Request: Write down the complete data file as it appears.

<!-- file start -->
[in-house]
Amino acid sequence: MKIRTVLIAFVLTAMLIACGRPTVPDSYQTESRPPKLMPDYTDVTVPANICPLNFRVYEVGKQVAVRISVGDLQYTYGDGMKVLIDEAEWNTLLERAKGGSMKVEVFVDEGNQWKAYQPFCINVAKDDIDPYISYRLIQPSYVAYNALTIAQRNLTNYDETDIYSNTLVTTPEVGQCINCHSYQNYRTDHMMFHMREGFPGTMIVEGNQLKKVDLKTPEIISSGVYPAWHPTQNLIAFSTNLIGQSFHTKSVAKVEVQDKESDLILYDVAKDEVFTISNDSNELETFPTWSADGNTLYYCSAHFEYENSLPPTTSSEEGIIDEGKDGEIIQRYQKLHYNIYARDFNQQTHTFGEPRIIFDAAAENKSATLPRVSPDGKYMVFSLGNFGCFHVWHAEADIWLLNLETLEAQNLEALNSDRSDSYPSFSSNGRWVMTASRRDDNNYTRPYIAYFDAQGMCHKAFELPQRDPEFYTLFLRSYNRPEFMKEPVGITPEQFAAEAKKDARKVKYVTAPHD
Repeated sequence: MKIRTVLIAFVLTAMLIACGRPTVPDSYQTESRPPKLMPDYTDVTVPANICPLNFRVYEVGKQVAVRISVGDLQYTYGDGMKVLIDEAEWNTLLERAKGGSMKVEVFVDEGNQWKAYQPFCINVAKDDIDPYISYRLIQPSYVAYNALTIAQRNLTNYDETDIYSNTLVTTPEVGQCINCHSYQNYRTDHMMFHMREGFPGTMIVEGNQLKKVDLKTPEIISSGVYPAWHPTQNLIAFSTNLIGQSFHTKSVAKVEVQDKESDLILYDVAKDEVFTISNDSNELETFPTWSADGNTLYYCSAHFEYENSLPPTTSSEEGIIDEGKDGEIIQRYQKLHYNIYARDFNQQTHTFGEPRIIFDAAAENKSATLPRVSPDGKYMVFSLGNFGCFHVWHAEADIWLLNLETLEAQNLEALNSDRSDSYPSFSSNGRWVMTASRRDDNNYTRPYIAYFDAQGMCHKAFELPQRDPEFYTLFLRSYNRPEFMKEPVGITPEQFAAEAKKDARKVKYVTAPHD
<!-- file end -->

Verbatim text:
[in-house]
Amino acid sequence: MKIRTVLIAFVLTAMLIACGRPTVPDSYQTESRPPKLMPDYTDVTVPANICPLNFRVYEVGKQVAVRISVGDLQYTYGDGMKVLIDEAEWNTLLERAKGGSMKVEVFVDEGNQWKAYQPFCINVAKDDIDPYISYRLIQPSYVAYNALTIAQRNLTNYDETDIYSNTLVTTPEVGQCINCHSYQNYRTDHMMFHMREGFPGTMIVEGNQLKKVDLKTPEIISSGVYPAWHPTQNLIAFSTNLIGQSFHTKSVAKVEVQDKESDLILYDVAKDEVFTISNDSNELETFPTWSADGNTLYYCSAHFEYENSLPPTTSSEEGIIDEGKDGEIIQRYQKLHYNIYARDFNQQTHTFGEPRIIFDAAAENKSATLPRVSPDGKYMVFSLGNFGCFHVWHAEADIWLLNLETLEAQNLEALNSDRSDSYPSFSSNGRWVMTASRRDDNNYTRPYIAYFDAQGMCHKAFELPQRDPEFYTLFLRSYNRPEFMKEPVGITPEQFAAEAKKDARKVKYVTAPHD
Repeated sequence: MKIRTVLIAFVLTAMLIACGRPTVPDSYQTESRPPKLMPDYTDVTVPANICPLNFRVYEVGKQVAVRISVGDLQYTYGDGMKVLIDEAEWNTLLERAKGGSMKVEVFVDEGNQWKAYQPFCINVAKDDIDPYISYRLIQPSYVAYNALTIAQRNLTNYDETDIYSNTLVTTPEVGQCINCHSYQNYRTDHMMFHMREGFPGTMIVEGNQLKKVDLKTPEIISSGVYPAWHPTQNLIAFSTNLIGQSFHTKSVAKVEVQDKESDLILYDVAKDEVFTISNDSNELETFPTWSADGNTLYYCSAHFEYENSLPPTTSSEEGIIDEGKDGEIIQRYQKLHYNIYARDFNQQTHTFGEPRIIFDAAAENKSATLPRVSPDGKYMVFSLGNFGCFHVWHAEADIWLLNLETLEAQNLEALNSDRSDSYPSFSSNGRWVMTASRRDDNNYTRPYIAYFDAQGMCHKAFELPQRDPEFYTLFLRSYNRPEFMKEPVGITPEQFAAEAKKDARKVKYVTAPHD